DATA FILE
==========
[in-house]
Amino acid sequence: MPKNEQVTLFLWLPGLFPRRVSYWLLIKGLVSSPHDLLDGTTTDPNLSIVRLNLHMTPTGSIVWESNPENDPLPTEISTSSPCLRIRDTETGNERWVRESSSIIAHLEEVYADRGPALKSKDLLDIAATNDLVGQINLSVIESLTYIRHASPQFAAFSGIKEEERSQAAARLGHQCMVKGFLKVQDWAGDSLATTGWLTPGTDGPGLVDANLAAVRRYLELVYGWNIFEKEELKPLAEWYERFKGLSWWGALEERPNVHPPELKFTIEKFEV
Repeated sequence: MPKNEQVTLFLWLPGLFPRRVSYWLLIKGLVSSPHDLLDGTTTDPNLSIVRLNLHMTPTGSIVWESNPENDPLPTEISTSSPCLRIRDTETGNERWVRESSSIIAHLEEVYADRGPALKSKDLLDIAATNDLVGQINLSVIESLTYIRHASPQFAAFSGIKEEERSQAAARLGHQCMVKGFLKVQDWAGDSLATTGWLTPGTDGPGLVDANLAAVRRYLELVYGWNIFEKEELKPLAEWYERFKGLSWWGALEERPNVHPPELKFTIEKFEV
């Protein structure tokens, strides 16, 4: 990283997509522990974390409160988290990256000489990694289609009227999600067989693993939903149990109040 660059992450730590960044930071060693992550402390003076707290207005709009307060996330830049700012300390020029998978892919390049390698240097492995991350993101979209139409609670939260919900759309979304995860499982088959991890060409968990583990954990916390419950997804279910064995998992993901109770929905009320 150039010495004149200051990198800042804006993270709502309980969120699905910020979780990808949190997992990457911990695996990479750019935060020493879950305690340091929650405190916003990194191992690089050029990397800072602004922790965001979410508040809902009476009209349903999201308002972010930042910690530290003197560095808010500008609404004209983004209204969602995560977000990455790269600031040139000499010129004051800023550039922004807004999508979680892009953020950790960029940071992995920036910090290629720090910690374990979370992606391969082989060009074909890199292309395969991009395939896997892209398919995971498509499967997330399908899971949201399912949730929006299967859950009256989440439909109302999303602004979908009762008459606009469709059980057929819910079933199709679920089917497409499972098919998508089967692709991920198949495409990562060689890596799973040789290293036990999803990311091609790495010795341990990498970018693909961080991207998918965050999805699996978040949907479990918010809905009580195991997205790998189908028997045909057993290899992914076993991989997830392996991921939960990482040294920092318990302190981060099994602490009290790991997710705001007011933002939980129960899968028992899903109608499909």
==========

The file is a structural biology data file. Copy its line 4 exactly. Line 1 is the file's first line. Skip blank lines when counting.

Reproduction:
């Protein structure tokens, strides 16, 4: 990283997509522990974390409160988290990256000489990694289609009227999600067989693993939903149990109040 660059992450730590960044930071060693992550402390003076707290207005709009307060996330830049700012300390020029998978892919390049390698240097492995991350993101979209139409609670939260919900759309979304995860499982088959991890060409968990583990954990916390419950997804279910064995998992993901109770929905009320 150039010495004149200051990198800042804006993270709502309980969120699905910020979780990808949190997992990457911990695996990479750019935060020493879950305690340091929650405190916003990194191992690089050029990397800072602004922790965001979410508040809902009476009209349903999201308002972010930042910690530290003197560095808010500008609404004209983004209204969602995560977000990455790269600031040139000499010129004051800023550039922004807004999508979680892009953020950790960029940071992995920036910090290629720090910690374990979370992606391969082989060009074909890199292309395969991009395939896997892209398919995971498509499967997330399908899971949201399912949730929006299967859950009256989440439909109302999303602004979908009762008459606009469709059980057929819910079933199709679920089917497409499972098919998508089967692709991920198949495409990562060689890596799973040789290293036990999803990311091609790495010795341990990498970018693909961080991207998918965050999805699996978040949907479990918010809905009580195991997205790998189908028997045909057993290899992914076993991989997830392996991921939960990482040294920092318990302190981060099994602490009290790991997710705001007011933002939980129960899968028992899903109608499909």